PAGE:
The Fresh Loaf

News & Information for Amateur Bakers and Artisan Bread Enthusiasts

Sourdough Starter from Scratch

sfsourdoughnut's picture

Sourdough Starter from Scratch

I'm in San Francisco and tried making the wild yeast starter from scratch from organic flour thing, and it just wouldn't rise. So I decided to try to make sourdough starter from scratch trying to capture whatever yeast are in my SF home, using red/purple eating grapes that were starting to mold on the kitchen counter. I rinsed them extremely well, removing existing must and mold, and then placed them on a paper towel on the counter for about 2-3 weeks. As they dehydrated they started to shrivel. After about 2 weeks, a layer of must (dull dust covering) started to form, along with some small amount of mold. I then placed the grapes in a 2 cup glass measuring cup, covered them with 1/2 c of diluted pineapple juice (25% juice/75% filtered water), and left for 24 hours. The idea with the small amount of juice is to deal a death blow to any mold, but allow the good bacteria to form prior to the yeast developing. After 24 hours, I then removed the grapes and added 1/4 c KA Unbleached Bread Flour to the 1/2 cup of water-juice in the cup. I didn't want to use organic whole wheat or rye flours, because I didn't want those yeasts competing with my "home" yeast. At 24 hours I added a 1/2 of flour and a 1/2 cup of water/juice blend. Within 48 hours the starter mix had doubled in size and was bubbling furiously. I know, I know. It is only bacteria. Day 3 I added 1 cup flour and 1 cup water-juice mix. Had to move the mixture to a 4 cup glass. Day 4 I stirred it down and kept a 1/2 cup starter and mixed it with 1/2 cup flour and 1/3 cup water-juice (I am now weighing everything, so it is 1-to-1-to-1 starter-flour-water/juice). At day 5 I stopped using pineapple juice and switched to 100% water. For 2 days, nothing. Maybe 6 bubbles. So much so, I got scared enough that on day 7 I added 1 Tbsp of dole canned pineapple juice to the water and flour and Ka-Boom! The blob that ate NY City appeared in full bloom, nearly tripling in size! Since then I've been feeding it twice a day, using 1 Tbsp of Dole pineapple juice in the 1-to-1 water-flour mixture (keeping 1/2 cup starter). In the past 24 hours, I've switched back to just filtered water and no pineapple juice. I'm still getting a very respectable rise. This yeast is so much stronger than the "wild yeast on the organic flour" version. I tried using it making bread and the bread rose like it had dry yeast instead. So I'm thrilled! The bread recipe I was using called for 1 Tbsp of lemon juice. I used pineapple juice instead (canned Dole). The yeast loves that pineapple juice!. Make sure you use unbleached flour and (brita or similar) filtered water to get rid of the chloramine in the water (bleach). (Yeast have a hard time surviving in water that is designed to kill them.) So get some grapes from your local grocery store, rinse them thoroughly, dry and place on the counter on a paper towel to absorb moisture, letting sit for a couple of weeks.And then give it a try. Have fun!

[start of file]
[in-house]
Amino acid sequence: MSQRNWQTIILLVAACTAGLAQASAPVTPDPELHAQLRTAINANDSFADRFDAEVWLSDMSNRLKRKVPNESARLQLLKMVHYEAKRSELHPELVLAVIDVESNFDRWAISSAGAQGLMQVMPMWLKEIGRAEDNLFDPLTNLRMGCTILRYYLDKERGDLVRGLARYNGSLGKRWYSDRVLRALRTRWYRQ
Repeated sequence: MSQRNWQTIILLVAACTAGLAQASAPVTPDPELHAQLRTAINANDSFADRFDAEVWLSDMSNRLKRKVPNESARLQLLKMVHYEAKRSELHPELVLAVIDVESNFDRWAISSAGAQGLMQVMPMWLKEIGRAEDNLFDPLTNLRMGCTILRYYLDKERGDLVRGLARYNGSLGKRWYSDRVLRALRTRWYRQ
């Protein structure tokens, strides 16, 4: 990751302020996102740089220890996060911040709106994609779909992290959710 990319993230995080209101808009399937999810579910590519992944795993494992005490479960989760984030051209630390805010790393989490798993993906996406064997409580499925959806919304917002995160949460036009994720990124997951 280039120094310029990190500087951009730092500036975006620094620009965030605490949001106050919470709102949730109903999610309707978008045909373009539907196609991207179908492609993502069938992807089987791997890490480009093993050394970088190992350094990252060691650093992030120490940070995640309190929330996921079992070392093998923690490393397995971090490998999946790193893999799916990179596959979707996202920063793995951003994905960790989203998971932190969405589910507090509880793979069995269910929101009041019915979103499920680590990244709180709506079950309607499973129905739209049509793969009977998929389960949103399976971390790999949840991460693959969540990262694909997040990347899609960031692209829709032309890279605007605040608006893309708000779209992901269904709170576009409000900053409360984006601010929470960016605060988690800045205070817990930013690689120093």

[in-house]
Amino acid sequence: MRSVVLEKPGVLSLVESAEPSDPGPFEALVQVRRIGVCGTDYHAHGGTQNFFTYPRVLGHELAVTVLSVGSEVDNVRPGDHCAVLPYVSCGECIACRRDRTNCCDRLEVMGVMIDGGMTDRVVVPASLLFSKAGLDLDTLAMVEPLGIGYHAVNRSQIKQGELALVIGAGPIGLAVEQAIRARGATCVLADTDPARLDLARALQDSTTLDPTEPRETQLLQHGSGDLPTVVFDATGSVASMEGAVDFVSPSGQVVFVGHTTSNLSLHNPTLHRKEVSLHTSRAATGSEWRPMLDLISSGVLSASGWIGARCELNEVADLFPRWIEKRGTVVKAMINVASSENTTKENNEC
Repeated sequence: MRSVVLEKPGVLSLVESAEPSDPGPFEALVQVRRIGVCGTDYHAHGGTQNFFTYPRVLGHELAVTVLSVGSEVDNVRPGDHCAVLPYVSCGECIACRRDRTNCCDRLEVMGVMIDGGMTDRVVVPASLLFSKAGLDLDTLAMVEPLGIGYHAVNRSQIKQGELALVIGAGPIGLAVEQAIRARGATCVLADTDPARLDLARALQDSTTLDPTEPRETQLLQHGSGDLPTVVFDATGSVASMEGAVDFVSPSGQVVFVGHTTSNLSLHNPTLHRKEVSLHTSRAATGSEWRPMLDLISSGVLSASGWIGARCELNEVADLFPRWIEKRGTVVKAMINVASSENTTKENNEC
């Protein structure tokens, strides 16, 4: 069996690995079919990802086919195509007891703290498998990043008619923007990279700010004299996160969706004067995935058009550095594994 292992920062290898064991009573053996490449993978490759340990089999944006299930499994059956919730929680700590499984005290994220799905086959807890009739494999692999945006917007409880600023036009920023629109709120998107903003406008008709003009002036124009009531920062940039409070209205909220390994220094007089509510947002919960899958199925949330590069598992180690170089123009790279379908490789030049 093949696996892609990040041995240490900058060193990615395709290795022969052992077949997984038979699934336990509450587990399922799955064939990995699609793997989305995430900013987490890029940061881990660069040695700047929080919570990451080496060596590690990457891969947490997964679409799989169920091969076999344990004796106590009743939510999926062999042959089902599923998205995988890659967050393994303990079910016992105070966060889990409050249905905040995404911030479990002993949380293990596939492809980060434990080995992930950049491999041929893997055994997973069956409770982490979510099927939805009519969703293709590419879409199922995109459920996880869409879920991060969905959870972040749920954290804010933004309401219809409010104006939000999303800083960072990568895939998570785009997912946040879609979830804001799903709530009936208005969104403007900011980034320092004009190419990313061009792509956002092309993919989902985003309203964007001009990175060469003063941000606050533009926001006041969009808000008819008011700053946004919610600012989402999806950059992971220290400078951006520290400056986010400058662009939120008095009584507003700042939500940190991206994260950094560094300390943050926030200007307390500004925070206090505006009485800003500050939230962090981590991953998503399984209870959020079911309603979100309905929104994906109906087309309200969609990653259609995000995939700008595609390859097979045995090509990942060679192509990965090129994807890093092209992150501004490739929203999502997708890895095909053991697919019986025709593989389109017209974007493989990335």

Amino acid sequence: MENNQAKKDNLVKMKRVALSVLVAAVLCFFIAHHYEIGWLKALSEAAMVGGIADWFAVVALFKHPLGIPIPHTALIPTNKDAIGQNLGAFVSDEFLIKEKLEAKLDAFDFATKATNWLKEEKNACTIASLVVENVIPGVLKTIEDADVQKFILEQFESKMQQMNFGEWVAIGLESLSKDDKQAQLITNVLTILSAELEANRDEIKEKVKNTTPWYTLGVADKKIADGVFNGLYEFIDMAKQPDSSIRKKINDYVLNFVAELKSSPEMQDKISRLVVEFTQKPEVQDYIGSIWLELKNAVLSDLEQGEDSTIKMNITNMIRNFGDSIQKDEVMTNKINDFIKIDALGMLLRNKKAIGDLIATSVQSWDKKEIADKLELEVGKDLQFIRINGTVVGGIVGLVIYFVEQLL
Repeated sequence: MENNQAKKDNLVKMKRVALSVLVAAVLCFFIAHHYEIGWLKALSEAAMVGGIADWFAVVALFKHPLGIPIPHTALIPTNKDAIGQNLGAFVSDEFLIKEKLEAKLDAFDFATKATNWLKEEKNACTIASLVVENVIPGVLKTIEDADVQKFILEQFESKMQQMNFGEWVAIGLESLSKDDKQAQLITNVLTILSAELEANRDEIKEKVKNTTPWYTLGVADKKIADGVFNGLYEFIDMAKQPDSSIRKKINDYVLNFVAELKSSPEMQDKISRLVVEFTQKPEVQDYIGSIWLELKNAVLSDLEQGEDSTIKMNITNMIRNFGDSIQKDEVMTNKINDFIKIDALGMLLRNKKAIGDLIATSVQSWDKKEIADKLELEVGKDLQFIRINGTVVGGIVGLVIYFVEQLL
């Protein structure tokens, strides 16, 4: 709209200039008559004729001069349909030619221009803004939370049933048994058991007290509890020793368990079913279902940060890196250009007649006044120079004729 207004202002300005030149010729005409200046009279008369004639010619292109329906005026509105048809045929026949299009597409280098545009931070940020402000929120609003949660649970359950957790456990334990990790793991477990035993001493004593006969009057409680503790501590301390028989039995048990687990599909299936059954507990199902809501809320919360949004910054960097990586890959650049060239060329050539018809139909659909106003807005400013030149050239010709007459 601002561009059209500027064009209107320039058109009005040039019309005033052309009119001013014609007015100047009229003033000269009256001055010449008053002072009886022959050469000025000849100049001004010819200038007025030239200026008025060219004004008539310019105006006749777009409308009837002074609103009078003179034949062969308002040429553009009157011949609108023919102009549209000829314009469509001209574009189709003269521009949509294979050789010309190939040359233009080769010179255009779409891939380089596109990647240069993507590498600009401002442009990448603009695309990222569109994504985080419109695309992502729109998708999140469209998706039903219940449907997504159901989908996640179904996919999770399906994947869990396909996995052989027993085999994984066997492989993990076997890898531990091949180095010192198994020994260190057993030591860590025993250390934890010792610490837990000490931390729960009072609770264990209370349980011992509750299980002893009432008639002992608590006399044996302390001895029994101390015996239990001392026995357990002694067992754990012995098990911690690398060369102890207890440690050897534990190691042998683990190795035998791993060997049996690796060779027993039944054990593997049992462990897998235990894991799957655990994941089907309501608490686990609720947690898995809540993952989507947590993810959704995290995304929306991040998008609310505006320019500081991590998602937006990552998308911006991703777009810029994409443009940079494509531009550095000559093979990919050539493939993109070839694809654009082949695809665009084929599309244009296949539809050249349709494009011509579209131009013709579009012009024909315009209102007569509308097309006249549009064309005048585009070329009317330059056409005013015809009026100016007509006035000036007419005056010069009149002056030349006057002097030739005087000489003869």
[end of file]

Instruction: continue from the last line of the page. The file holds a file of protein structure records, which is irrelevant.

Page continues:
Pioneer Foodie's picture
Pioneer Foodie

I think if I was in San Fran, I'd probably just go to a bakery and get some starter...

pointygirl's picture

You might be able to get some starter from some small independent bakery but the others guard their secret sourdough like CocaCola and KFC guard their formulas.

sfsourdoughnut's picture

Hi Pioneer Foodie-

I'd love to know which bakery you are referring to that is handing out their starter to locals in SF.  Please forward as I've yet to hear of one.

Thanks for the lead.

G-man's picture

Why use anyone else's starter when a starter will just become "yours" anyway after a few feedings? Unless you can keep it in the exact same conditions, anyway. It might be easier to ask a baker how often they feed their starter and what type of flour they use. If you use those two variables as a sort of control you can play with frequency of feedings to get the results they're getting.


I hate to rain on anyone's parade, but SF Sourdough is no more special for being in SF any more than a New York bagel is special for being in New York. If you use the same methods and ingredients elsewhere you get the same product, and anyone who tells you otherwise is trying to sell you something. Some SF bakeries produce good sourdough, others produce mediocre trash, same as anywhere else. It's all about the baker and their methods.